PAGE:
Derek Quinnell hit the headlines when he was named for the 1971 British Isles tour to New Zealand as the only uncapped player in the side. While on tour he made his international debut against the All Blacks at Wellington. His first game for Wales was as a replacement against France in Cardiff in 1972. In his long career, which included three tours for the British Isles, he played in four teams that beat various All Black sides, which could be a record for a British player – twice in tests for the British Isles, once for the Barbarians and once for his club Llanelli, in its famous game in 1972.
When his playing days were over Quinnell was quickly promoted, first to being a Welsh selector and then as assistant coach of the Welsh team for the Rugby World Cup in 1987.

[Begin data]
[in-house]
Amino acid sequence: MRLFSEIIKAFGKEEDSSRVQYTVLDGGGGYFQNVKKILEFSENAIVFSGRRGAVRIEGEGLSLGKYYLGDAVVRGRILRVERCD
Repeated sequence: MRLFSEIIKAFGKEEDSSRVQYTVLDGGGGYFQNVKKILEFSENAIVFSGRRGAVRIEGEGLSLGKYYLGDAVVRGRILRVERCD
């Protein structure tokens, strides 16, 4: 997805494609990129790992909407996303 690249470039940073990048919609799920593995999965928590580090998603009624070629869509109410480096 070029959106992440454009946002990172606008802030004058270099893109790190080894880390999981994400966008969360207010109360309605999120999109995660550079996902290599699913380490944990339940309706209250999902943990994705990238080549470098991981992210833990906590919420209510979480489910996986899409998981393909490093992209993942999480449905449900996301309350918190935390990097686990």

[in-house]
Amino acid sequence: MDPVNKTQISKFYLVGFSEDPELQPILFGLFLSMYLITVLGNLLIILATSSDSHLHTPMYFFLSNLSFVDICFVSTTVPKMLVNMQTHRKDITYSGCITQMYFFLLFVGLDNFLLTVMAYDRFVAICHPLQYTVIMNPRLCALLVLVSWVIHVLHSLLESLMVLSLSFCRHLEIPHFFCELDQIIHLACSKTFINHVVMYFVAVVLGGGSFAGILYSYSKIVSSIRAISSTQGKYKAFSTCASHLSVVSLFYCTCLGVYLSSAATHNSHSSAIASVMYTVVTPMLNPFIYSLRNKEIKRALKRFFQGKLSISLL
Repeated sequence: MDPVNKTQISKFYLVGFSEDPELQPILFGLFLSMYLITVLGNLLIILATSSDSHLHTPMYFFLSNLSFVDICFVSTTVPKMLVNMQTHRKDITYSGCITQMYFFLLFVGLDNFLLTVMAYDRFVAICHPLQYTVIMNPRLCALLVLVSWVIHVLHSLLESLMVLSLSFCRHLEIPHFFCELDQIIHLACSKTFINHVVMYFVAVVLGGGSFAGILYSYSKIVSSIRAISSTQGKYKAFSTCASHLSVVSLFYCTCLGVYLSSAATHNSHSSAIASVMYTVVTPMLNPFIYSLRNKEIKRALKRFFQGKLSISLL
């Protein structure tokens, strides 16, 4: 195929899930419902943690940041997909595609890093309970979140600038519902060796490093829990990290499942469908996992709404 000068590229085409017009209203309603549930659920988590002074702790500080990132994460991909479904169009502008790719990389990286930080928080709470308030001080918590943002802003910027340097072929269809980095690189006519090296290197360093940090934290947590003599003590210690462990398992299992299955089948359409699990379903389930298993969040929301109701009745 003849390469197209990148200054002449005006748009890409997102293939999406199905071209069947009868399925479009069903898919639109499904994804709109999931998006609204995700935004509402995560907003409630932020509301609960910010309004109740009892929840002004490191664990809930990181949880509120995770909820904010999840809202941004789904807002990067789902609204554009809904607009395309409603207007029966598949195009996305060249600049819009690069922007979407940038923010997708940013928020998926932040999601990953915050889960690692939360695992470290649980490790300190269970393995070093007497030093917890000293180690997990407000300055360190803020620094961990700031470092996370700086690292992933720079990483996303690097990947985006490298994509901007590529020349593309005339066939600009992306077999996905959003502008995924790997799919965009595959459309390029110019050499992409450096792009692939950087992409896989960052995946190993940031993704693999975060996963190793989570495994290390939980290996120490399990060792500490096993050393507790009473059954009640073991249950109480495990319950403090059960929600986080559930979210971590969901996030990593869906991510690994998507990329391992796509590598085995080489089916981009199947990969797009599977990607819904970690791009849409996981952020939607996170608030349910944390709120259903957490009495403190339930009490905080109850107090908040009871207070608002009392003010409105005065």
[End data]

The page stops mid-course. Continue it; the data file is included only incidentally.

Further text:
The first of his sons, Scott, made his debut only 13 years after his father quit. Scott became hugely popular with Welsh fans throughout a career which lasted ten seasons. He was a massive man and his barging runs from the number eight position were seen as a symbol of hope for Welsh rugby that success would follow if everyone could follow the example set by big Scott.
His career had a number of twists and turns. He was lured to rugby league in 1995 and played for Wigan. That meant he missed the World Cup that year. But with the arrival of the professional rugby union game he was back by 1997. He tried his hand with the Richmond club in London but when they fell on hard times he went back to his home town of Llanelli. In his time he went on two Lions tours but in one, to South Africa in 1997, he did not play in any of the test matches. It was in 2001 that he really showed what he could do. In that year’s Lions team he played in his usual bustling style and was rewarded with selection in the three test matches against Australia. The legion of British fans who followed the tour loved him and, one suspects, the Aussie fans admired him.